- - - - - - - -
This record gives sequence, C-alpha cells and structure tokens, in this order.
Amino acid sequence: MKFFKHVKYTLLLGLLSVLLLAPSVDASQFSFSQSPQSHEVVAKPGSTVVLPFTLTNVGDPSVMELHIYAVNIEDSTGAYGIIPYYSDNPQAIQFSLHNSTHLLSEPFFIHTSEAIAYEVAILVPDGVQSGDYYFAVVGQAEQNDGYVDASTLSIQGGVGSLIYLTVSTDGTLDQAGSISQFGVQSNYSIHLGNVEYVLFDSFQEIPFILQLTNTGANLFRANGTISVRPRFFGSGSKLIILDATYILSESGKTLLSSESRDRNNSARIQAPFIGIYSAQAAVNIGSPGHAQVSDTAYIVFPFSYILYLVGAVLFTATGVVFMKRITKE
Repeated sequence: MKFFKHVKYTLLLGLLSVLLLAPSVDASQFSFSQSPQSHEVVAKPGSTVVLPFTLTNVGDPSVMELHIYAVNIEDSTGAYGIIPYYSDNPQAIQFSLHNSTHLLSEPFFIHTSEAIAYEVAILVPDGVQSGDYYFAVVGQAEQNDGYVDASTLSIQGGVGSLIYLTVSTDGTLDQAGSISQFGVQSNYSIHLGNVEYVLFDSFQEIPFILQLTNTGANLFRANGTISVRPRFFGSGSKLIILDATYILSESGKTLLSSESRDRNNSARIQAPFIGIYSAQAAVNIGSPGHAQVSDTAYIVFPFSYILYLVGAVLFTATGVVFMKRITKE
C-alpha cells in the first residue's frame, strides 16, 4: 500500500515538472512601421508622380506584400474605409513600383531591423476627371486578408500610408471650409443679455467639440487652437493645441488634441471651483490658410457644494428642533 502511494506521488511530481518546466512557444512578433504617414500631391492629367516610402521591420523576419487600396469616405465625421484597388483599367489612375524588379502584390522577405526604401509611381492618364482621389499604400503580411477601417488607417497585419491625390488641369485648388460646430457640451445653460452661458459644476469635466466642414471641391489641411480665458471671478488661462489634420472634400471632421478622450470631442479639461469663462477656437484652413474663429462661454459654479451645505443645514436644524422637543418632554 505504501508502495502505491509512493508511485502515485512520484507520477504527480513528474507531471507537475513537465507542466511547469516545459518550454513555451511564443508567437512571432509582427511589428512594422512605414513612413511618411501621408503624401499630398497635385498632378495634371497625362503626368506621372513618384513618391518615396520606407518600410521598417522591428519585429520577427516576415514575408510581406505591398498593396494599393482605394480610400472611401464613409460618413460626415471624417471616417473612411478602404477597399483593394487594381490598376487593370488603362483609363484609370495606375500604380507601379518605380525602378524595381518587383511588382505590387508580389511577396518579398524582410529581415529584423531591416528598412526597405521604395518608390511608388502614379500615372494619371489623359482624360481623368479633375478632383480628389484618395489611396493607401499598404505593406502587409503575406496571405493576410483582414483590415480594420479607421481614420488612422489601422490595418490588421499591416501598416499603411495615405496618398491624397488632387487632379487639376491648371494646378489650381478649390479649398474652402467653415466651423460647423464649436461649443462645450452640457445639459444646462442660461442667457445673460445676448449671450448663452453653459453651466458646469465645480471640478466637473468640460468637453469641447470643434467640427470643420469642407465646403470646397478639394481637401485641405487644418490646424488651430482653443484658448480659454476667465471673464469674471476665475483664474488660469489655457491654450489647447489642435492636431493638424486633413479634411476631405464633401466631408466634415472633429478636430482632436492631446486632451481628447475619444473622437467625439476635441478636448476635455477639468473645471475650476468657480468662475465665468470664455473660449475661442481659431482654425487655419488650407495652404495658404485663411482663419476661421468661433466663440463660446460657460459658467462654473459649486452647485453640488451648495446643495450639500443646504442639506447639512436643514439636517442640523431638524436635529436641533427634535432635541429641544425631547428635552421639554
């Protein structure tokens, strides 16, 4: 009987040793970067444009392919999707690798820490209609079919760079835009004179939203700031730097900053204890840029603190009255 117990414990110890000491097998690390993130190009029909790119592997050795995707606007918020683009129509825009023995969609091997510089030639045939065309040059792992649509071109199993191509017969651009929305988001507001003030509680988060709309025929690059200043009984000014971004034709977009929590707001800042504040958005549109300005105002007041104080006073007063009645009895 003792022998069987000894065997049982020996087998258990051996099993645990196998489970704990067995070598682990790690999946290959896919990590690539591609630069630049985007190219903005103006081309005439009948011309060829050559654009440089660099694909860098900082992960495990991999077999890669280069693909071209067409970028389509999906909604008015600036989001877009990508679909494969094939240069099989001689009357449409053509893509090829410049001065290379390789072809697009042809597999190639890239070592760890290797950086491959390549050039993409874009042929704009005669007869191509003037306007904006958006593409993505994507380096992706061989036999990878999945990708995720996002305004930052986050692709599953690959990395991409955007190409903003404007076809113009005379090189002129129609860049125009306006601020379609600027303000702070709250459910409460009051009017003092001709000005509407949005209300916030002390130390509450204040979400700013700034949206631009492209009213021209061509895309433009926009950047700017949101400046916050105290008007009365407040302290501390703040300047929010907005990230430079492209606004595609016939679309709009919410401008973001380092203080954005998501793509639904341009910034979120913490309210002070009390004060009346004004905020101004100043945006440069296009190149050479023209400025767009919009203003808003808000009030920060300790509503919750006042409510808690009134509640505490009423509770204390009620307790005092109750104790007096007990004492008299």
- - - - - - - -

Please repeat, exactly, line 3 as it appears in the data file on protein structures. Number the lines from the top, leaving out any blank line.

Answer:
Repeated sequence: MKFFKHVKYTLLLGLLSVLLLAPSVDASQFSFSQSPQSHEVVAKPGSTVVLPFTLTNVGDPSVMELHIYAVNIEDSTGAYGIIPYYSDNPQAIQFSLHNSTHLLSEPFFIHTSEAIAYEVAILVPDGVQSGDYYFAVVGQAEQNDGYVDASTLSIQGGVGSLIYLTVSTDGTLDQAGSISQFGVQSNYSIHLGNVEYVLFDSFQEIPFILQLTNTGANLFRANGTISVRPRFFGSGSKLIILDATYILSESGKTLLSSESRDRNNSARIQAPFIGIYSAQAAVNIGSPGHAQVSDTAYIVFPFSYILYLVGAVLFTATGVVFMKRITKE